“Malawi’s Secret Weapon Against HIV: Male Circumcision”

This pitch letter is part of The Open Notebook’s Pitch Database, which contains 290 successful pitches to a wide range of publications. To share your own successful pitch, please fill out this form.

The Story

“Malawi’s Secret Weapon Against HIV: Male Circumcision”
by Sarah Witman
Pacific Standard, September 8, 2016

The Pitch

[Subject line] Freelance pitch: Male circumcision is abetting Malawi’s HIV crisis

Hi [editor]

I’m a science journalist based in Madison, Wisconsin, and I recently worked with [another editor] on a story for the Economy of Scales series (“In the Faroe Islands, fish is king”). I have a pitch for The Fix, in response to your tweet this weekend.  The story I propose will transport readers to Malawi, a small country in southern Africa where 1 in 10 adults are HIV-positive, and explore an unusual way the country is combating the virus: by medically circumcising men and boys ages 15-49.

Last summer, a year ago this August, I visited a clinic in rural Malawi (Ntaja Health Center). To my sheltered eyes, touring the clinic felt like being in a haunted house, each room bringing new horrors: women groaning in labor, dusty operating rooms, wastepaper baskets overflowing with stained gauze. In one hallway, dozens of wide-eyed adolescent boys sat silently on benches, waiting (I was told by my guide, a Malawian doctor) to be circumcised.

The latter was (though perhaps counterintuitively) a positive sign. Malawi has the 10th highest percentage of people living with HIV/AIDS in the world; it’s the leading cause of death. In addition to providing testing and antiretroviral treatment, especially for pregnant or breastfeeding mothers, providing access to male circumcision services is one of the biggest international government initiatives aimed at treating and preventing the spread of HIV in Malawi. Since 2005, studies have shown that male circumcision can reduce female-to-male HIV transmission by about 60 percent. In 2007, the World Health Organization recommended scaling up male circumcision efforts in countries with high HIV and low circumcision rates, and in 2012 Malawi became one of 14 such countries to implement a program.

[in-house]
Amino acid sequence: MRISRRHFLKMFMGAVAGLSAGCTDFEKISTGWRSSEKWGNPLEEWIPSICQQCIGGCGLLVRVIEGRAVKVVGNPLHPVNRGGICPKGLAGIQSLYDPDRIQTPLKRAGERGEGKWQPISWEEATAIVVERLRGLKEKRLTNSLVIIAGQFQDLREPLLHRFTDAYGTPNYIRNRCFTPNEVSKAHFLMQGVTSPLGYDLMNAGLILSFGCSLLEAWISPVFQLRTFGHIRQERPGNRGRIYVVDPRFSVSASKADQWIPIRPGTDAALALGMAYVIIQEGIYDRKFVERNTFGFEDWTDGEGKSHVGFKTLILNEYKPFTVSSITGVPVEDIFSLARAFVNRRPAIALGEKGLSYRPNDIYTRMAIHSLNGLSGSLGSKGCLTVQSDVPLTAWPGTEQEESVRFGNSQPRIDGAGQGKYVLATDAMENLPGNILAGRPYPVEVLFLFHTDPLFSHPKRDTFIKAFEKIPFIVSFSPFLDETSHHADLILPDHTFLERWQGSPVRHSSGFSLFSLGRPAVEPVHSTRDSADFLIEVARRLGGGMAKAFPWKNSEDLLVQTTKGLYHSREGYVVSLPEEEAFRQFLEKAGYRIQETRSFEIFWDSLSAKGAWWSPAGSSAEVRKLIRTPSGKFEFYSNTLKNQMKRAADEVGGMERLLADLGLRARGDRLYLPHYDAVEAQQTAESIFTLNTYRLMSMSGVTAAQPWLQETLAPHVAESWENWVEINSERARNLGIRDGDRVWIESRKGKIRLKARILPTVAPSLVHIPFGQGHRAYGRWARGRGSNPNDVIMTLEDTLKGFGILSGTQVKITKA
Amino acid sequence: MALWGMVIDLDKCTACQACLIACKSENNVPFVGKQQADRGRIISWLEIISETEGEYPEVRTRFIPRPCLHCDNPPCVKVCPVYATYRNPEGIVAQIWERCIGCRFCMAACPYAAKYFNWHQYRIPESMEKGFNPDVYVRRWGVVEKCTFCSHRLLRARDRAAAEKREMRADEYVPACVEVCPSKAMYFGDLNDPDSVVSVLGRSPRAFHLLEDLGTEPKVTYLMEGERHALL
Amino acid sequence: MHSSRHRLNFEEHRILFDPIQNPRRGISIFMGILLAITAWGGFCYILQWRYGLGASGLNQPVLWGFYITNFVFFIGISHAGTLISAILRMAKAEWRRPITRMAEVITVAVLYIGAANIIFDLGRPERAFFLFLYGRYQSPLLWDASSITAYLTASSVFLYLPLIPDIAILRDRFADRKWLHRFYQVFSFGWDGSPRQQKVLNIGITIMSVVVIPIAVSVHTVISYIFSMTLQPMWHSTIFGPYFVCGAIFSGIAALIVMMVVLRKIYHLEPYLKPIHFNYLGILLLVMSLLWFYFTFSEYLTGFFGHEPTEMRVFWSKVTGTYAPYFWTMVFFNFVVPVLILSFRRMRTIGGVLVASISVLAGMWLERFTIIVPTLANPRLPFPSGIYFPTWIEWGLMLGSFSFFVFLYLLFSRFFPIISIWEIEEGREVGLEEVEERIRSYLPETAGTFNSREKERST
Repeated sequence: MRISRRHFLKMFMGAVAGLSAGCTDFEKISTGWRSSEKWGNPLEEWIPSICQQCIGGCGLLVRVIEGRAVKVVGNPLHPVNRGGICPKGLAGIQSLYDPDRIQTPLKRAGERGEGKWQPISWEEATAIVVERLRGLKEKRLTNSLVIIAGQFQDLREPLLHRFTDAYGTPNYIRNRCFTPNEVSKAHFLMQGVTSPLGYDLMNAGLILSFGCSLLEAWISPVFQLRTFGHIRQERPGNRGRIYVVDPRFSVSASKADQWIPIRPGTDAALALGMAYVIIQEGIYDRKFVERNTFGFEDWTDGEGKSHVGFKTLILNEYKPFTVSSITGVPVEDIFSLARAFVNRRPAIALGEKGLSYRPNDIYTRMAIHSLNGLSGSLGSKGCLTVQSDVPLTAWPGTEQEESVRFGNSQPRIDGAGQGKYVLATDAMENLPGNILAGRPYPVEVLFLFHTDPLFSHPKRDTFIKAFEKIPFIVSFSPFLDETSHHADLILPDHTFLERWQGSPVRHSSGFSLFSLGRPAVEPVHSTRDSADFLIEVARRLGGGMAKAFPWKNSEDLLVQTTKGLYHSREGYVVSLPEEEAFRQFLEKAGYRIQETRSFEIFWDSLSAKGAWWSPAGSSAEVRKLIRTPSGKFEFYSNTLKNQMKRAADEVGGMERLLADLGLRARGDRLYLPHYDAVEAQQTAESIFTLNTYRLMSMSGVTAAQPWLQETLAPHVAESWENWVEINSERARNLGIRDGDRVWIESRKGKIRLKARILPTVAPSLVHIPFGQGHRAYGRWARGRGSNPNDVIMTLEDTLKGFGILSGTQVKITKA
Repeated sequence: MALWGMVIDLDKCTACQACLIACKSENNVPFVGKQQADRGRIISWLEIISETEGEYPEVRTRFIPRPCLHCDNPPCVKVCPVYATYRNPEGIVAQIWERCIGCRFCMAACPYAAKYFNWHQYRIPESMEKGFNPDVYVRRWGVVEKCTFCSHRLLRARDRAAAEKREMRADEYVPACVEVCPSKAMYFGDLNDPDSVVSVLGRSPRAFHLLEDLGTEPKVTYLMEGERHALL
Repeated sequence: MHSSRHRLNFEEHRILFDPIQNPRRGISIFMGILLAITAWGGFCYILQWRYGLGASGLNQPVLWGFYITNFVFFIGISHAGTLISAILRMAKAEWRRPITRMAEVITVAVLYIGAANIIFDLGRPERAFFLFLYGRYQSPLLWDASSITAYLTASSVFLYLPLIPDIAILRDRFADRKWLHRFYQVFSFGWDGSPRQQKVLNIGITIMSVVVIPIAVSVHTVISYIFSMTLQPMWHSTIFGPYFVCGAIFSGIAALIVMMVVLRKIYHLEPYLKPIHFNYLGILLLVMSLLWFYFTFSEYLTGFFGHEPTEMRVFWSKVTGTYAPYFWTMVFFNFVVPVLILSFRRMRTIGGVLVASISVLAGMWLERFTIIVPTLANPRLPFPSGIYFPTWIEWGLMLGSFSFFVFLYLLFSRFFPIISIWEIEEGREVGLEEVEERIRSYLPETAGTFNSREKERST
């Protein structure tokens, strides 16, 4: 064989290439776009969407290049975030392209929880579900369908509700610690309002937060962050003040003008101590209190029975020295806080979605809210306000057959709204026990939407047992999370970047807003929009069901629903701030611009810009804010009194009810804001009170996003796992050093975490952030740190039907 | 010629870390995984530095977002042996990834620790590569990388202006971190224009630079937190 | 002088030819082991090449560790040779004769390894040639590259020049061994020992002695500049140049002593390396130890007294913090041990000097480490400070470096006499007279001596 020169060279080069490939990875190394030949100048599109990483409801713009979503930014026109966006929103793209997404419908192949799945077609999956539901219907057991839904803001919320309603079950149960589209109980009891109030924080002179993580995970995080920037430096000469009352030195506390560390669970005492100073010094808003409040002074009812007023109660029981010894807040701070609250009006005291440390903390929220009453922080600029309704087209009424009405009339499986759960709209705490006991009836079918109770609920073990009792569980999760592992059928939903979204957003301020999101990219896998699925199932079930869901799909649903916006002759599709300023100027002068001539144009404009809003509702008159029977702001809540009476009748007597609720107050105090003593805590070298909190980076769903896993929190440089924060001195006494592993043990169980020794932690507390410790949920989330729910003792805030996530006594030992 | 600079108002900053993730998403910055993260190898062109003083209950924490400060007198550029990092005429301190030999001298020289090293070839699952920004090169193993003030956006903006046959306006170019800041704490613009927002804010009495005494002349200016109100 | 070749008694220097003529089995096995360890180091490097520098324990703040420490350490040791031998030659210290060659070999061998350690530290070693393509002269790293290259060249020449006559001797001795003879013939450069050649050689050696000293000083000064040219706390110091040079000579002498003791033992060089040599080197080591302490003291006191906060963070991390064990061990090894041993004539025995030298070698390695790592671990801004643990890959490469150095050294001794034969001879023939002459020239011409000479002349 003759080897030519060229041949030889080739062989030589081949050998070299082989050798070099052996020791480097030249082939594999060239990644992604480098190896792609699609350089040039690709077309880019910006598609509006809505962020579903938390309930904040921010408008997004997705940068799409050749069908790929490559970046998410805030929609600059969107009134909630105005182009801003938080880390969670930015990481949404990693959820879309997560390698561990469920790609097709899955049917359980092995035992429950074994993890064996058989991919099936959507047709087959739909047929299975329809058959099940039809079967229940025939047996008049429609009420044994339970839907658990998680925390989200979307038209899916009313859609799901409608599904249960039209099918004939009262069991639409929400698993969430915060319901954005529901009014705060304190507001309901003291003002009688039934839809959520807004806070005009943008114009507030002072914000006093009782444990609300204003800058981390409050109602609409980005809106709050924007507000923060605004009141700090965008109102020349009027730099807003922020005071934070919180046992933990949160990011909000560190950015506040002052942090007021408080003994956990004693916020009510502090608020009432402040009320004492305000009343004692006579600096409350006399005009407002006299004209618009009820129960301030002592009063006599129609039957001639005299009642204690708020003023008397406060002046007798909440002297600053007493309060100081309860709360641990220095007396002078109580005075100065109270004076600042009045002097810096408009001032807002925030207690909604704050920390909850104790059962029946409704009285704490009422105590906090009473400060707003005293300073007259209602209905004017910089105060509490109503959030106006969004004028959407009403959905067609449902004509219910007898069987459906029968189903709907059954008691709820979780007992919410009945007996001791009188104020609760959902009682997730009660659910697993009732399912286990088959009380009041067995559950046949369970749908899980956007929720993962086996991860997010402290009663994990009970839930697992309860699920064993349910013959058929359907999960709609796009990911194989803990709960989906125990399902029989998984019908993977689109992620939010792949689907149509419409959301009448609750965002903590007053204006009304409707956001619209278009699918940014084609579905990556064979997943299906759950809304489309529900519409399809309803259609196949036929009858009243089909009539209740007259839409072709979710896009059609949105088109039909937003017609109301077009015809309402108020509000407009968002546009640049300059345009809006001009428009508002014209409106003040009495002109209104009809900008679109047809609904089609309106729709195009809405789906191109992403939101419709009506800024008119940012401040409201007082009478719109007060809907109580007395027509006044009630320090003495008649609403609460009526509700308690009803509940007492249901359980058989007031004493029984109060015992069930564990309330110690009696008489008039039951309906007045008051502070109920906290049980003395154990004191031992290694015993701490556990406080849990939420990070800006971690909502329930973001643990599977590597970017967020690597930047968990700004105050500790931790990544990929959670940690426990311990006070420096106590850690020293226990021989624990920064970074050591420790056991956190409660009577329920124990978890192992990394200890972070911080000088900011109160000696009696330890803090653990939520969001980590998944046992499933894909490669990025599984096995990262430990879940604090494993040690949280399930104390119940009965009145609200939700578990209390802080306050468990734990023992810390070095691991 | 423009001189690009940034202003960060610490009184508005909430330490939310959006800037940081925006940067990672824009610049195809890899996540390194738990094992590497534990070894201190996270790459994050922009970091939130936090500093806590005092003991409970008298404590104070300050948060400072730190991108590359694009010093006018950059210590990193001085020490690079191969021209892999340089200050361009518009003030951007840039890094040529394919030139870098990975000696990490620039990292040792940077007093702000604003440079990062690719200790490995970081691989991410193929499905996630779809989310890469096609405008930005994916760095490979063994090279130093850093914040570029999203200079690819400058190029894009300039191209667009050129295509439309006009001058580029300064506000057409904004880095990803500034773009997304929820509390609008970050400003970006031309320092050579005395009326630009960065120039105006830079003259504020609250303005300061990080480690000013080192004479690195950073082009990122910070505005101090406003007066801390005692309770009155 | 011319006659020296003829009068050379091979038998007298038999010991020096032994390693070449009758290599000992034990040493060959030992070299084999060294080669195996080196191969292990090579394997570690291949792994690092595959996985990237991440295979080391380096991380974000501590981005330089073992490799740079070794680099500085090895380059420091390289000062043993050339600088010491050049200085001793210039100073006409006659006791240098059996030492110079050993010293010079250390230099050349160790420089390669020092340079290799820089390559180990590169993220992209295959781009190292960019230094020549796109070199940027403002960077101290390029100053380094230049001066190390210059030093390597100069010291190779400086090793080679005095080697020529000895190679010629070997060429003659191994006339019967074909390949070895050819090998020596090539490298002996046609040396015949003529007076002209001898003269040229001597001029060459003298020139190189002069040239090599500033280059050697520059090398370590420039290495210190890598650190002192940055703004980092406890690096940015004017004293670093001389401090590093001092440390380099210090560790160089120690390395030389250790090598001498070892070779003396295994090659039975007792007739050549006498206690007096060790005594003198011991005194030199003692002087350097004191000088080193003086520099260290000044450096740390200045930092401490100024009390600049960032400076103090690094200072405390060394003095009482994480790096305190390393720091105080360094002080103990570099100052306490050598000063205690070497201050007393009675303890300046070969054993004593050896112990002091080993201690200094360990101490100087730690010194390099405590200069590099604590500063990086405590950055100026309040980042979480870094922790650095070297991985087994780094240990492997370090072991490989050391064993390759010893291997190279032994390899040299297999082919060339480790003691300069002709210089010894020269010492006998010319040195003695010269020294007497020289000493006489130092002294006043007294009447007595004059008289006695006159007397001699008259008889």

Since then, more than 150,000 male circumcisions have been performed in Malawi, but these numbers are still below the initial target goal (due to an insufficient number of trained medical professionals, and patients’ unwillingness to have the procedure, especially among adults). According to a National AIDS Commission report, Malawi plans to implement “a more aggressive approach” (training more doctors and nurses to perform the procedure, using more efficient tools and methods) throughout 2015-2020 to attain a 60 percent male circumcision rate (totaling 1,300,568 circumcisions). A recent study (published this month in PLOS One) aims to narrow the focus of Malawi’s male circumcision effort by age, finding that circumcising males ages 10–29 could help prevent 75% of HIV infections, and circumcising males ages 10–34 could help prevent 88% of infections, over a 15-year period.

I would aim to draw upon my personal experience visiting this clinic, supported by background research outlined above, as well as interview a Malawian doctor and/or a co-author of the recent PLOS paper on preventing HIV transmission through male circumcision. I have a few photos from my visit, and the statistics mentioned above (number of Malawians living with HIV/AIDS, number of males circumcised since 2012, number of infections that could be prevented by 2020, etc.) would lend themselves well to infographics.

Does this sound like a good fit for The Fix?



Sarah Witman

I had worked with this publication before (as a fact checker and writer) but not with this editor.

Skip to content